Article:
Fourths tuning, or P4 tuning as it’s known by those in the trade, is in fact a lazy-ass guitar tuning thinly disguised as some kind of advanced way of tuning a guitar to play the holy grail of guitar music: jazz fusion. To tune to fourths, simply tune your B and E strings up a half-step to C and F. Despite the unwanted tension on the top two strings, you now have a symmetrical (as far as patterns and intervals go) guitar and should be playing jazz fusion within the hour.
What fourths tuning really does, aside from making you infinitely more pretentious, is get rid of that major third bump between the G and B strings meaning any scale, arpeggio, or triad pattern, and indeed, chord shape, will be the same on all string sets. This means you’ve cut down pattern and shape learning by about two thirds and should already be out there looking for people to play jazz fusion with.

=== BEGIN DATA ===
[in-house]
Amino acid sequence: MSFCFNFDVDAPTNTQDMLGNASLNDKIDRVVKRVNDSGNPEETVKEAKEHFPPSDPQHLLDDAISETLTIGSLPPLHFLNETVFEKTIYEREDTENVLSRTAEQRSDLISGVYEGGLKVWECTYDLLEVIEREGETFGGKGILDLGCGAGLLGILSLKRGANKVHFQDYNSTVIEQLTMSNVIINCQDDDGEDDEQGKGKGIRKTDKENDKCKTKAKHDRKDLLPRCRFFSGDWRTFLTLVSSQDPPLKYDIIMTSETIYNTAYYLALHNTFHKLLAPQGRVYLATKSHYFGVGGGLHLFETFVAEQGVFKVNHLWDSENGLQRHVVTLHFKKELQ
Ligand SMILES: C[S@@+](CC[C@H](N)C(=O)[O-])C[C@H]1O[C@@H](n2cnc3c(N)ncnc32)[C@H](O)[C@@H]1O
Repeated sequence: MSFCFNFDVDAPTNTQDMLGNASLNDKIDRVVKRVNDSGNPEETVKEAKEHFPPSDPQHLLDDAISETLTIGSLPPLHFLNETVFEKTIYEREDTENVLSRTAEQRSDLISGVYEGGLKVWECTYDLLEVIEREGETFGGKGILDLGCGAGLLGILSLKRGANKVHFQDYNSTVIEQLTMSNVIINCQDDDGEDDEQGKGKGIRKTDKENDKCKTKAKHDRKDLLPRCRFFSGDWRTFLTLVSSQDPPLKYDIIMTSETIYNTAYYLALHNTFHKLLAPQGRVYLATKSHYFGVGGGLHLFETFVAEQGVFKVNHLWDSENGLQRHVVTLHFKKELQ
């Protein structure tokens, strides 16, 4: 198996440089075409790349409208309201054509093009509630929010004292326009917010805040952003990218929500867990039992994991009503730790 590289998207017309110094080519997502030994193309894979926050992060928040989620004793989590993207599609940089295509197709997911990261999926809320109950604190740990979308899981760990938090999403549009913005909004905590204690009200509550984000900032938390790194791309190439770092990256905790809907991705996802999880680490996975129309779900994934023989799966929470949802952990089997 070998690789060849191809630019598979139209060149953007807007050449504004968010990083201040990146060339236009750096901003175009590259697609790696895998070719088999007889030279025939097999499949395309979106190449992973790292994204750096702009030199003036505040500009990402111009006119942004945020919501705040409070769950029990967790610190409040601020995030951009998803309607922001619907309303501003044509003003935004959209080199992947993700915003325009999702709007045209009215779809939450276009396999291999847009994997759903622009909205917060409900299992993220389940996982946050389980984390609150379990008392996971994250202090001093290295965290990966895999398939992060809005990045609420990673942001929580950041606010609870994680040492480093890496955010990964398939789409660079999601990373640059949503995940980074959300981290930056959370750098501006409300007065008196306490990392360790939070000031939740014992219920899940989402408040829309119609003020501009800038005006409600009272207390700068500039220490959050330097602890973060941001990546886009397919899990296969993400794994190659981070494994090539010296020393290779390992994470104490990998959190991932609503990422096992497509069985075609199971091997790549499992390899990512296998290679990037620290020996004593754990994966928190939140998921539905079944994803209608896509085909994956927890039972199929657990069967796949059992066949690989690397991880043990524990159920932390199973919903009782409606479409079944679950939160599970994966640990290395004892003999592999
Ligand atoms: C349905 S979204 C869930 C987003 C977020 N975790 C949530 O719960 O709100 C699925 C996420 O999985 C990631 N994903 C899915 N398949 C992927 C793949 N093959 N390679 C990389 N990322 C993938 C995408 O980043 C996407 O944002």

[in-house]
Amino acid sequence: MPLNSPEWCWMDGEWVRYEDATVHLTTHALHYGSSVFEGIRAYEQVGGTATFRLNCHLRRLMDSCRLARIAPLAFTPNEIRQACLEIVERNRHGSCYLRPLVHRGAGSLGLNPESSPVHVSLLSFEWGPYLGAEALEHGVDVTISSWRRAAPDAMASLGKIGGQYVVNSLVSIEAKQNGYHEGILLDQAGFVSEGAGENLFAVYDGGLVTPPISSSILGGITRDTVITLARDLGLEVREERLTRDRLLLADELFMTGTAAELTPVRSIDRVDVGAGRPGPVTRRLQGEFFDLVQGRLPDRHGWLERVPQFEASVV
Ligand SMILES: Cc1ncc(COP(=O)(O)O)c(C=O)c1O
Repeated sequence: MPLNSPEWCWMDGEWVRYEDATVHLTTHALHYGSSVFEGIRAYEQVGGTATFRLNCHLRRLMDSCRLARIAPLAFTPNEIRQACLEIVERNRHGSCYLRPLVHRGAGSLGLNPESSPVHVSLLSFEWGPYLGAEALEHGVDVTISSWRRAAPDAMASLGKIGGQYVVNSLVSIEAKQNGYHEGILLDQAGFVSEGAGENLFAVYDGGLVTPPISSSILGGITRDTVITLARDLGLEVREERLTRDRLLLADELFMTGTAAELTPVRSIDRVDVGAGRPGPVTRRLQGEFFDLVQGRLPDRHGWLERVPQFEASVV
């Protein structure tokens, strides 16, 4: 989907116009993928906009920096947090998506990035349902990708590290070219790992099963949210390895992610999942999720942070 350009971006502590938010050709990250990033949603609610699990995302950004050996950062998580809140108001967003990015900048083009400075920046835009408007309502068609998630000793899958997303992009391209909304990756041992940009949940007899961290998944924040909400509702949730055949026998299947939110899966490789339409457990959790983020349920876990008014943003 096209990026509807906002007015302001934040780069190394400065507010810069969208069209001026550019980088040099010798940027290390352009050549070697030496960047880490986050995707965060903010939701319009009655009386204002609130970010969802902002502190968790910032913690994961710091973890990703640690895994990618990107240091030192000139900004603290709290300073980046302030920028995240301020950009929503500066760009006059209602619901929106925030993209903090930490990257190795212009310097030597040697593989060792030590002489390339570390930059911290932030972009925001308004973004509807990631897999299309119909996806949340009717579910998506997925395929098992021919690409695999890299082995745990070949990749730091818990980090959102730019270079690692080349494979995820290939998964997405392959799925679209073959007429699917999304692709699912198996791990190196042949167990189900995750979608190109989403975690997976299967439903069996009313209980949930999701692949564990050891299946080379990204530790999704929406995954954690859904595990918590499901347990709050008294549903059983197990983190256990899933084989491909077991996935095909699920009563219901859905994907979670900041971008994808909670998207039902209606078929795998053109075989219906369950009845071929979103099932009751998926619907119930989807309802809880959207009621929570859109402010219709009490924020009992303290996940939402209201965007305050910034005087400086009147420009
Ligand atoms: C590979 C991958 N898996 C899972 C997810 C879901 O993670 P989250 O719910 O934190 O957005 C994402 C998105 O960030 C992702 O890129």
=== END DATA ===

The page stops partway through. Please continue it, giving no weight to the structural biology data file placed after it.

What else can you do with fourths tuning? Not much really… if you’re not into jazz fusion. You can’t play in a (shitty) covers band, unless you want to arrange every song for P4 tuning. You can’t play jangly shit at parties, and probably won’t get laid as a result.
Whose lazy ass uses fourths tuning anyway? Stanley Jordan, Tom Quayle, Ant Law and Alex Hutchings are a few of the major exponents of P4 tuning and its jazz fusion prowess. If you’ve also been seduced by the non-lucrative world of jazz fusion, the chaps over at unlocktheguitar.net have put together a no-nonsense guide to scales, arpeggios, chords and even modes in this wonderful tuning. Check out their fourths tuning bundle of 3 books here.Share this